"When I was 12, I played the choking game several times," he spoke on condition of anonymity. "It was always the same end result but using different processes. One consisted of breathing fast, then being pushed against the wall by several friends -- and they do it so hard you really are prevented from breathing -- then you faint. We did it because it was cool at the time. When you're very young you have nothing much to lose." Yet, though he feels it is pointless -- there is neither a rush nor a high, he says; rather, you just pass out -- he would not prohibit his own children from doing it; his conviction is that banning something will make it appeal all the more: "I'd warn them, and I'd be there to give them CPR afterwards, if needed. It's a silly, dangerous game but not as risky as hanging oneself; that's just going too far."
However harmless this one man's story might seem, it is important to note that it is not representative. Those who practise the game will tend to go too far by default. According to the Stop the Choking Game Association in the United States of America, indeed, the game in any form causes cumulative brain damage. Lack of oxygen can cause seizures, while incumbent fluctuations of blood pressure rates can result in a stroke or retinal damage.
For sociologist Heba El-Naial, it is simply an instance of the drive to break with the norm, driven by curiosity, the experimental urge, the need for excitement, peer pressure, and the adventurous impulse among the 18-35 age group: "in the past the family was the main social unit; today larger community, whether in school, the club or on the Internet, play that role. That makes it doubly important for parents to reach out to their children."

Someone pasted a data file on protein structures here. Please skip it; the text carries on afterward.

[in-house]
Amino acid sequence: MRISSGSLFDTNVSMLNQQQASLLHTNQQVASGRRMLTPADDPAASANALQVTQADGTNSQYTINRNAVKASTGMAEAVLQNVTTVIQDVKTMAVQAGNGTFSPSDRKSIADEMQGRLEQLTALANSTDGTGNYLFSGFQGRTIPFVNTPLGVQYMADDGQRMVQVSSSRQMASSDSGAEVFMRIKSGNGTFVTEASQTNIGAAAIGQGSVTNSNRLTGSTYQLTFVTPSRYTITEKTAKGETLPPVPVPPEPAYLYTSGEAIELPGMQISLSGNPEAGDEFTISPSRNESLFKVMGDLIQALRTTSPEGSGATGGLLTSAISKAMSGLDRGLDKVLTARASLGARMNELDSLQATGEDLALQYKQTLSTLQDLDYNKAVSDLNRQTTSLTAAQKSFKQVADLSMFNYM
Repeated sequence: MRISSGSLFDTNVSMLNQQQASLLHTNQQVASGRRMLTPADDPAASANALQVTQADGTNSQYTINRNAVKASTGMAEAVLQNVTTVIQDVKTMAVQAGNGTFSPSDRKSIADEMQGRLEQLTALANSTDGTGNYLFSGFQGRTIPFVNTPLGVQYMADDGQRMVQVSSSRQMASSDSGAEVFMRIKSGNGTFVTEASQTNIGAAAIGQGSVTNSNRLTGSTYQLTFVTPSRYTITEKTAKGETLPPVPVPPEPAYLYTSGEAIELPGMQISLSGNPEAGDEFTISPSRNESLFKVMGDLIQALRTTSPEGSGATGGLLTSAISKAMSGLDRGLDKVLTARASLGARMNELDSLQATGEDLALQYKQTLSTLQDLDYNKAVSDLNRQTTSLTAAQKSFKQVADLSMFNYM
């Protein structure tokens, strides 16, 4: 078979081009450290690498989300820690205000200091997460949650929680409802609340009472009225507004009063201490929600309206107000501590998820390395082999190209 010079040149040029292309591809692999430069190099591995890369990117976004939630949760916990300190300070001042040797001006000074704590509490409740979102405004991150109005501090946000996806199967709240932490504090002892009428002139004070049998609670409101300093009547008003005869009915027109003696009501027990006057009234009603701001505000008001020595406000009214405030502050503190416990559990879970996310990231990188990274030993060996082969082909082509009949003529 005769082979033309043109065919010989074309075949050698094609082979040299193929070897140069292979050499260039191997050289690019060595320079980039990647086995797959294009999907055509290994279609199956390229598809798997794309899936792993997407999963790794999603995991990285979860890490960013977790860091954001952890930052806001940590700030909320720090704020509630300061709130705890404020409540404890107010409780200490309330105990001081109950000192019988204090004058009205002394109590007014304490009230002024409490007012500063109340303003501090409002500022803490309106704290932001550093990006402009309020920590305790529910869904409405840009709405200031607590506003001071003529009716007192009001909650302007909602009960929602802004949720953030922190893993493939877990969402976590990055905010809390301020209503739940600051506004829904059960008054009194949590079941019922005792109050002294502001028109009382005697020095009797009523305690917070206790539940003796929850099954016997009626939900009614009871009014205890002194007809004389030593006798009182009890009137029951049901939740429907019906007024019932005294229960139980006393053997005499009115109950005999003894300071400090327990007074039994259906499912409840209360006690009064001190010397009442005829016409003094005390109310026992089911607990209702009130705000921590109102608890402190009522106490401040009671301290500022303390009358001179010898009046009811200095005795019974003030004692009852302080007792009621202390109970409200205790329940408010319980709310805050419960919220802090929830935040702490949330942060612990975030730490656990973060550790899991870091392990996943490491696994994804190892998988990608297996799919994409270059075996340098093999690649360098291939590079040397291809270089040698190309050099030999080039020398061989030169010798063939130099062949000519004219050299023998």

University student Yasmine Khorshid, whose house in Kuwait overlooked an informal car racing course where she witnessed more than one death, corroborates this line of thought. So does Noha Abdel-Aal, another student: "I think peer pressure has a lot to do with it -- not wanting to be left out can lead to the wrong choice."
According to Ghanem, prevention is possible: "first of all, parents must actually know their children; they often don't. Generational differences are less perceptible in practise; and parents tend to have the least influence on their children, even though they seldom realise it. Whereas they really need to be role models rather than over-protective. They must make sure their children have viable goals, in tune with their capabilities. They must stress the spiritual side of things, for it provides the security of knowing that one's actions are not pointless, and that one isn't alone in this life."
"I call on all parents to beware of this. Start communicating with your children, on their own wavelength; they are exposed to many things that of which you are not aware," concluded Hamdi.
- Inexplicable marks or bruises on the throat.
- Belts, leashes, ropes, shoelaces, whether strangely knotted or in unusual locations.
- Unexplained cuts or bruises from falling.
- Disorientation after spending time alone.
- Locked bedroom doors.
- A thud in the bedroom or against a wall.
- Questions about the effects, sensations or dangers of strangulation.
- Changes in personality, such as overly aggressive or agitated.
- Wear marks on furniture.
Sites offering information on the death game include www.deadlygameschildplay.com , www.stop-the-choking-game.co m and www.chokinggameinformation.